With the Air Cooker, Philips promises healthy and tasty cooking by combining hot air and steam

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The Air Cooker is the latest innovation from Philips for cooking. Like a mini-steam oven, it aims to take its place on countertops by playing the card of healthy and tasty cuisine.

With the Air Cooker, Philips adds a new cooking appliance to its catalog. Not to be confused with the Airfryer, the name used for its oil-free (or air) fryers, it also includes a resistor coupled with a fan to disperse hot air. However, the Air Cooker aims for lower temperatures when adding steam.

Seductive promises

This technology that combines hot air – but not too much – with steam is called NutriFlavor. Thanks to this, the Air Cooker should offer tasty cooking with a combination of taste and texture, but also healthy: Philips, which has analyzed several foods after cooking, indicates that it contains up to 90% of the vitamin C in broccoli and peppers and even up to 93% of the Omega 3 in salmon. These results were obtained with the Air Steam mode that combines hot air and steam, but there are seven, in addition to a keep warm mode: steam, oven, roast, reheat, defrost and even simmer and sous vide.

To further assist the user, Philips offers predefined settings per ingredient, but also the NutriU application to find recipes; former Top Chef candidates have also been approached to develop six, including Mallory Gabsi who is to propose three. Du wifi est prévu pour le pilotage à distance et le suivi des cuissons à l’aide d’alertes, ce qui devrait aussi permettre de recevoir des mises à jour avec, à la clé, the nouveaux ingredients et réglages sur l’reglages à retrouver directement device.

Users who are more comfortable in the kitchen will of course also find a manual mode. This allows you to choose a temperature between 60 and 160°C and whether or not to add steam with two humidity levels to choose from if needed.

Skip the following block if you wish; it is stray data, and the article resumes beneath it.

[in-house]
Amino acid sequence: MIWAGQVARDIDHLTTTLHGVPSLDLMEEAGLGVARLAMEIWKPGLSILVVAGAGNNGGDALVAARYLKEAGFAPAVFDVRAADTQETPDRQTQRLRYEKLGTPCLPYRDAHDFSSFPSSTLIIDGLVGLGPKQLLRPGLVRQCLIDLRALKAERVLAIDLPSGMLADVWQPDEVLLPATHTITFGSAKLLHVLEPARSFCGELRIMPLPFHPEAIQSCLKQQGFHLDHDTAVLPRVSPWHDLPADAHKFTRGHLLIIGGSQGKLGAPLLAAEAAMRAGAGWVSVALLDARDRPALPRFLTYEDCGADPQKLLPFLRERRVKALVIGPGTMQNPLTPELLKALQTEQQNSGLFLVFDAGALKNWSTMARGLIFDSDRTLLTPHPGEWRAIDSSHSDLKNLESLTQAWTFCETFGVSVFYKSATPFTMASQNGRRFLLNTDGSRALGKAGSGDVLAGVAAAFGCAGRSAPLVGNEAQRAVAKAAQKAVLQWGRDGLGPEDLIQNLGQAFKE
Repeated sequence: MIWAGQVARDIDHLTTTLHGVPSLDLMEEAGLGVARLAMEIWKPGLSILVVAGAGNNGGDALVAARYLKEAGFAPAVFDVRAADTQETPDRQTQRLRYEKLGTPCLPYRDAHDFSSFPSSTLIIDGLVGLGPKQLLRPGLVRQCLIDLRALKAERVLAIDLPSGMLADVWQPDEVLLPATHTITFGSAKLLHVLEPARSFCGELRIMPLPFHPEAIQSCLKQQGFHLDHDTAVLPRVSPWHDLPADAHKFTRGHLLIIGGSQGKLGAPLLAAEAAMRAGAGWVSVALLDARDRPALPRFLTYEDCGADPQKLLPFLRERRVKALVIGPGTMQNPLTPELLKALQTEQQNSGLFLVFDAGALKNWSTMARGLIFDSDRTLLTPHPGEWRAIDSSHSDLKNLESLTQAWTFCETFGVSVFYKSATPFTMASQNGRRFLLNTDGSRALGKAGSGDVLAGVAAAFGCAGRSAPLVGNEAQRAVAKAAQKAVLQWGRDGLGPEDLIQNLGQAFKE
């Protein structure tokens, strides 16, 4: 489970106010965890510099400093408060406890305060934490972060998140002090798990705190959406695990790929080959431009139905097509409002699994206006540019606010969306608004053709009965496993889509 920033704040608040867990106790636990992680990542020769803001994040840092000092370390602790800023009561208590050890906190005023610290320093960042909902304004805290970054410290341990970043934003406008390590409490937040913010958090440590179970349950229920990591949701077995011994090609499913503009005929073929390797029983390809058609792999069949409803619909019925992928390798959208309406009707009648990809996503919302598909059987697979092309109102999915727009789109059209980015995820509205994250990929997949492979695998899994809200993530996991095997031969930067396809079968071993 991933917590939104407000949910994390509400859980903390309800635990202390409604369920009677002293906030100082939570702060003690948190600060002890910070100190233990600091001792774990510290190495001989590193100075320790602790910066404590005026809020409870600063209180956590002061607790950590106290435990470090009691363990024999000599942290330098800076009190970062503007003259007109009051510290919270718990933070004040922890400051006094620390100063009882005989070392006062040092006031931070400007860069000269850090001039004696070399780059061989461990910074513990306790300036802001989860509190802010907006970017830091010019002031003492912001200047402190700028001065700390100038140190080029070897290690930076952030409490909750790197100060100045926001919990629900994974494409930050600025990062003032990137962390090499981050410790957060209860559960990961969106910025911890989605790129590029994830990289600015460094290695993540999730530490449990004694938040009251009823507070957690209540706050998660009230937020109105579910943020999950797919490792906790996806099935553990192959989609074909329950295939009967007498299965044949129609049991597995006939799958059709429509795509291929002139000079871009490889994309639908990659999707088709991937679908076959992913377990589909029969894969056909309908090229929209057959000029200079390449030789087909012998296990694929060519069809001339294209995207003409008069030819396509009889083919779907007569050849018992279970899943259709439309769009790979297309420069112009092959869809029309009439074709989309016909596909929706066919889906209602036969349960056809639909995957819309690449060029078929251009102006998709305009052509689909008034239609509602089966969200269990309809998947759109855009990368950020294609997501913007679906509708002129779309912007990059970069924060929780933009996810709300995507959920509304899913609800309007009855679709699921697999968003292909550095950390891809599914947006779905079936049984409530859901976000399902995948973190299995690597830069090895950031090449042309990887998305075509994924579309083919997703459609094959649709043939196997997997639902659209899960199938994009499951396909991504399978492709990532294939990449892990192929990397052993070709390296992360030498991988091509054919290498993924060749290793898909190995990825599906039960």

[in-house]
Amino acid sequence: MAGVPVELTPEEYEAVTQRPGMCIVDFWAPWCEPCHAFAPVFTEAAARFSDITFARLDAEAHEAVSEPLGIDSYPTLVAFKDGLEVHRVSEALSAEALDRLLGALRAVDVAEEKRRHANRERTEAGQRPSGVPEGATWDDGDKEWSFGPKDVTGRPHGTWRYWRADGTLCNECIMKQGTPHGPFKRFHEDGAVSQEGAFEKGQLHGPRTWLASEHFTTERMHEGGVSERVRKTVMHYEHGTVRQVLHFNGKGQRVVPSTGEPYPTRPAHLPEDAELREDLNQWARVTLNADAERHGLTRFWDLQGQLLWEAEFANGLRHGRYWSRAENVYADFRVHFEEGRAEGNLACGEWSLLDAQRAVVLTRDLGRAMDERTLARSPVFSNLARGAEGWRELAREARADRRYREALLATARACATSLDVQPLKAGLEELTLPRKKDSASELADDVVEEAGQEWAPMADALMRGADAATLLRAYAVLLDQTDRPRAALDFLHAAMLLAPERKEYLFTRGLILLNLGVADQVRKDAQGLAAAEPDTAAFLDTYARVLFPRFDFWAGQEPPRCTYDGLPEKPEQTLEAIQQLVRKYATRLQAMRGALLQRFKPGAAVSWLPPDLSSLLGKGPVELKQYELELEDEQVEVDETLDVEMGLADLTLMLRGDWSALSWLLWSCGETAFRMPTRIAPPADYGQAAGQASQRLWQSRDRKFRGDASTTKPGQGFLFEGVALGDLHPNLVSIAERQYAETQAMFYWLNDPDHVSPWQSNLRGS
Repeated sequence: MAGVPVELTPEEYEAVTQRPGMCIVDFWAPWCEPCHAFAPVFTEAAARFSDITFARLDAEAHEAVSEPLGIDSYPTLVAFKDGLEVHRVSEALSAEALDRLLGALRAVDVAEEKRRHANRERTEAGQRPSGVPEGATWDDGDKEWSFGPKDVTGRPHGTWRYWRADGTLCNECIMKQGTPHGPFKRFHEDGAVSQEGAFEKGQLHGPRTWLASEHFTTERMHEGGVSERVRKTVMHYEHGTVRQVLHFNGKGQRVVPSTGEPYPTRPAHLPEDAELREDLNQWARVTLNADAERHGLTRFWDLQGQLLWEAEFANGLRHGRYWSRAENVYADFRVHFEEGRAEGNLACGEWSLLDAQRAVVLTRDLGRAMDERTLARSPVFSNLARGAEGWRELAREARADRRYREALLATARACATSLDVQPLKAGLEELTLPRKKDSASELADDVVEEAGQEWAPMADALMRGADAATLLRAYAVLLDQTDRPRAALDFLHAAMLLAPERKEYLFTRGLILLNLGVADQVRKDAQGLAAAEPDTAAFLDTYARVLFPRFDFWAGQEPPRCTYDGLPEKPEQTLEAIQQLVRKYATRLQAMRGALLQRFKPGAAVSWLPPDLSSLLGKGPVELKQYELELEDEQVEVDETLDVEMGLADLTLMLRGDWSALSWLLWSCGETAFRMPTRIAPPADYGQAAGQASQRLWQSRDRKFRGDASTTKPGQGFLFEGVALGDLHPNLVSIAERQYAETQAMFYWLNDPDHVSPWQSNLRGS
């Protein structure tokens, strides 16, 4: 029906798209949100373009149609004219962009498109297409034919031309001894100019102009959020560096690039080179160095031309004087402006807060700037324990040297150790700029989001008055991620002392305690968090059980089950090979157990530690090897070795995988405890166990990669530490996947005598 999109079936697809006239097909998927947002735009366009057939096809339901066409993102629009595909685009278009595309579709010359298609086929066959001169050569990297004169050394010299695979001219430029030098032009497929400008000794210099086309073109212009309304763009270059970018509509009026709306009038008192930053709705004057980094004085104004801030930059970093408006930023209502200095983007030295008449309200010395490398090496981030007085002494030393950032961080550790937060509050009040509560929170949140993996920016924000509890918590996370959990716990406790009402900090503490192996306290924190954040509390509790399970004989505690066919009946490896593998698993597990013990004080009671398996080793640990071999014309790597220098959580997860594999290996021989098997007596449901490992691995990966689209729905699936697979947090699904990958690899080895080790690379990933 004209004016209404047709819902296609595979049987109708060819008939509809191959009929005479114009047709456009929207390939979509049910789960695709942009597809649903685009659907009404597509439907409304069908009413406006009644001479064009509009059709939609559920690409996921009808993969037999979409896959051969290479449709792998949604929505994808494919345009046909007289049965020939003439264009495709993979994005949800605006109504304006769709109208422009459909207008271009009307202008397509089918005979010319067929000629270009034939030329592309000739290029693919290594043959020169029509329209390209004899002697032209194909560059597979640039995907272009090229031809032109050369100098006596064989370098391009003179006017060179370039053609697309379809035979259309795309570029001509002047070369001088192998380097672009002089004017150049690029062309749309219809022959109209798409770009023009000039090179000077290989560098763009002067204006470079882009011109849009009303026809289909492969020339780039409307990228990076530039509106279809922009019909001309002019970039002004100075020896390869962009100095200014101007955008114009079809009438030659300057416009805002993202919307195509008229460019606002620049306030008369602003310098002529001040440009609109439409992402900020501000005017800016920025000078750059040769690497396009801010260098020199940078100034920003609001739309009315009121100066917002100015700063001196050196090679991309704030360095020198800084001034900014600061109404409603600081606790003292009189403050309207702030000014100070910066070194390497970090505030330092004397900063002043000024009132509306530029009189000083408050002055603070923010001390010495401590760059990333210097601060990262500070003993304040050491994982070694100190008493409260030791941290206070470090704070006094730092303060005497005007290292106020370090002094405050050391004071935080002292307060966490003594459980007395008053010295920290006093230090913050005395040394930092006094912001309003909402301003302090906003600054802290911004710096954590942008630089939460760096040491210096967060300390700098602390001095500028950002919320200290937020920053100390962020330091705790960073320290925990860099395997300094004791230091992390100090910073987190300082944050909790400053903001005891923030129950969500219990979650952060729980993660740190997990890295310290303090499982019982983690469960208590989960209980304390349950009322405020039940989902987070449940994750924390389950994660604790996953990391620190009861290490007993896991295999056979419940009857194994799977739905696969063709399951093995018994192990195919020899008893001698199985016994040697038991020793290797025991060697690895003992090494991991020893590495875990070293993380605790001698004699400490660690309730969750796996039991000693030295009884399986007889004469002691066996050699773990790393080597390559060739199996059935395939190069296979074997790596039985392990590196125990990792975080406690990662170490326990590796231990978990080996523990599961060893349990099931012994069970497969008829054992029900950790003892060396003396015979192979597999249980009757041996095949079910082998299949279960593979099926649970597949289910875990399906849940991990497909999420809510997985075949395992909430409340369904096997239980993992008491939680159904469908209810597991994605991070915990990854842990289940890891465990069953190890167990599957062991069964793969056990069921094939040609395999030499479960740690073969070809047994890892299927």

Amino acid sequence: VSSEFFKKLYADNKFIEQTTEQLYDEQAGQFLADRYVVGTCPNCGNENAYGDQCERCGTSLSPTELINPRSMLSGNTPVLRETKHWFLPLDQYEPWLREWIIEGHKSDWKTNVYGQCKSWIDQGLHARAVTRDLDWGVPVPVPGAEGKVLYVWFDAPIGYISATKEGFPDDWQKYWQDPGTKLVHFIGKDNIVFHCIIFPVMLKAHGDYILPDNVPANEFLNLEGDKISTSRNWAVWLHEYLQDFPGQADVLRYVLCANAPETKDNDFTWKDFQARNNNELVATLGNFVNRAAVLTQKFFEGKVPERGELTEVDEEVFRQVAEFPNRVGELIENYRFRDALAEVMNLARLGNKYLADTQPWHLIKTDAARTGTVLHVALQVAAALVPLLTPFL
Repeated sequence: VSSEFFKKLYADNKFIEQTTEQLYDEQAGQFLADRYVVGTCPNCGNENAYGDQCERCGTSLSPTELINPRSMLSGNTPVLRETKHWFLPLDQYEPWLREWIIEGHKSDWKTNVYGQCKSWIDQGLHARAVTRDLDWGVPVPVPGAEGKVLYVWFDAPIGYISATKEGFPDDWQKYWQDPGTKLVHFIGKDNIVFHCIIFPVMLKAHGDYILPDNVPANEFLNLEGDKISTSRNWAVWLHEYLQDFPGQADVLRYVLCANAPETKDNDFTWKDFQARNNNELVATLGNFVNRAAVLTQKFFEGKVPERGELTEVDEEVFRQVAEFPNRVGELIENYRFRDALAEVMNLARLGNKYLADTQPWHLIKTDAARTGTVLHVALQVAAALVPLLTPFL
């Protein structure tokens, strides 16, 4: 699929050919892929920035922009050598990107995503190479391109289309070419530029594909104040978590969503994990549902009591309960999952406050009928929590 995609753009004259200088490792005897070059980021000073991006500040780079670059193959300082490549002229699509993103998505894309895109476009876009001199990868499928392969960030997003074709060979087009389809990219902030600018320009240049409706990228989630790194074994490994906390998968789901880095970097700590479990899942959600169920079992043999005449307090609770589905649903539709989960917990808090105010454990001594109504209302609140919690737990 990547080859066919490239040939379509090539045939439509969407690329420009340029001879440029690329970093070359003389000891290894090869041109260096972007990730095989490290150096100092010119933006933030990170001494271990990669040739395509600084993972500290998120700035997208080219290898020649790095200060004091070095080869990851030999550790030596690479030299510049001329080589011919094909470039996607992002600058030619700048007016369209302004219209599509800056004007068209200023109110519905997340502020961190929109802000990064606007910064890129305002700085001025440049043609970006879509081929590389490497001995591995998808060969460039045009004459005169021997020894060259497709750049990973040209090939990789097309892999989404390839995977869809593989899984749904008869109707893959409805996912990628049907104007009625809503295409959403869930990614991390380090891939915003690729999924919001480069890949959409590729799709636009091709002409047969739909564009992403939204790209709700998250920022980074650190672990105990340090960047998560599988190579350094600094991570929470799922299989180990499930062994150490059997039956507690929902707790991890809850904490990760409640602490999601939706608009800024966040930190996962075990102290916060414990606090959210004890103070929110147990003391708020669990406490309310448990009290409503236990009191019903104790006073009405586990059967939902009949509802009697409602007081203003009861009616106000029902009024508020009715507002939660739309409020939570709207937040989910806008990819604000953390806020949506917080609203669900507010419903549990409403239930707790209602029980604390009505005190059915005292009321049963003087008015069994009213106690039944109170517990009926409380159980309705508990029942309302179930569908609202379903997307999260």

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A pretty well designed device, but limited capacity

In short, the Air Cooker is a type of steam oven that is somewhat more limited, first of all because of its temperature range, but also because of its size. It sits on the worktop and looks more like a bread machine with its dimensions of 44 x 35 x 23 cm and opening from the top. A window allows you to control cooking without having to open it, and a small screen associated with a selection button allows you to navigate between the different modes and settings; however, you have to go through the Philips application to find recipes.

Philips Air Duct

There is a water tank for steam at the back and the Air Cooker comes with a tray to slide into the bottom of the oven cavity. This tray is handled using retractable handles, which retract when the lid is closed and extend when opened for easy removal. In addition to this tray, Philips supplies a basket; a second tray can be purchased to be placed above it for cooking on two levels. There is also a small tank available for cooking pies, bread and even risotto, but unfortunately you don’t have to invite too many people for dinner.

If the Air Cooker, according to Philips, allows to cook for four people, it is better that they are small eaters. After use, the accessories can be washed by hand or in the dishwasher and they all fit together for storage in the appliance. Rinsing, descaling and cleaning modes are also available to facilitate maintenance of the appliance itself.

Philips Air Duct

The Air Cooker is available now for the suggested retail price of €579.99 and an introductory offer allows you to get the second tray or tank for €1 more, at €34.99 excluding promotions. That is still much more than with a classic multicooker, such as the Cookeo from Moulinex, or the SmartLids from Ninja that offer a Combi-Steam setting, such as the OL750EU. However, the American seems much less focused on the nutritional value of steam cooking than Philips.

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